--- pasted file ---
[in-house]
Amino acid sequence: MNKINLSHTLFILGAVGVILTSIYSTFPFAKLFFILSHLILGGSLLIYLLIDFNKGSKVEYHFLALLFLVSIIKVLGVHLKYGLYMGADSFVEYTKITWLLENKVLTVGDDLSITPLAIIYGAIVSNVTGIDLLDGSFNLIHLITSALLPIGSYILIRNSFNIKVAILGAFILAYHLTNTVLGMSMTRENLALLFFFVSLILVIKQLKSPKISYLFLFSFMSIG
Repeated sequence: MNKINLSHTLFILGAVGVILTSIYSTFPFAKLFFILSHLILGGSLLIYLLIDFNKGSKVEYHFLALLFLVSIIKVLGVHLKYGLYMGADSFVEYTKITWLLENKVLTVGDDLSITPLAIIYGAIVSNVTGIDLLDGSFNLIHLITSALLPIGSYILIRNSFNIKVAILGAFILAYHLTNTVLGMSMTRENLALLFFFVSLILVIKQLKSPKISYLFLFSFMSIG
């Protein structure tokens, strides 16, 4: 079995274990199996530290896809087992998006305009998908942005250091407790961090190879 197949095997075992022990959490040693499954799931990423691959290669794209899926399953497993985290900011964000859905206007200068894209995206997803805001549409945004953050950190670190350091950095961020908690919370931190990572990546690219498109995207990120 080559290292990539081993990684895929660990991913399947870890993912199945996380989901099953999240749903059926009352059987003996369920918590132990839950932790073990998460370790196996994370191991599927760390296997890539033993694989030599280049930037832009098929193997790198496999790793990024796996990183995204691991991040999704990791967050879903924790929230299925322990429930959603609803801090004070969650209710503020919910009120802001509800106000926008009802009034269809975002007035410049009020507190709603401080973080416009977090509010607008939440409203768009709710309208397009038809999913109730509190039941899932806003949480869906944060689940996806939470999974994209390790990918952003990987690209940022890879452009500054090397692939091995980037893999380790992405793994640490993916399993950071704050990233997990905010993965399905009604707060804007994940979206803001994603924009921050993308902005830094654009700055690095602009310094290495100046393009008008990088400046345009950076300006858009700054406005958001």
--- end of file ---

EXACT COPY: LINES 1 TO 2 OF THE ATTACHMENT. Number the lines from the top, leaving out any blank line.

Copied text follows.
[in-house]
Amino acid sequence: MNKINLSHTLFILGAVGVILTSIYSTFPFAKLFFILSHLILGGSLLIYLLIDFNKGSKVEYHFLALLFLVSIIKVLGVHLKYGLYMGADSFVEYTKITWLLENKVLTVGDDLSITPLAIIYGAIVSNVTGIDLLDGSFNLIHLITSALLPIGSYILIRNSFNIKVAILGAFILAYHLTNTVLGMSMTRENLALLFFFVSLILVIKQLKSPKISYLFLFSFMSIG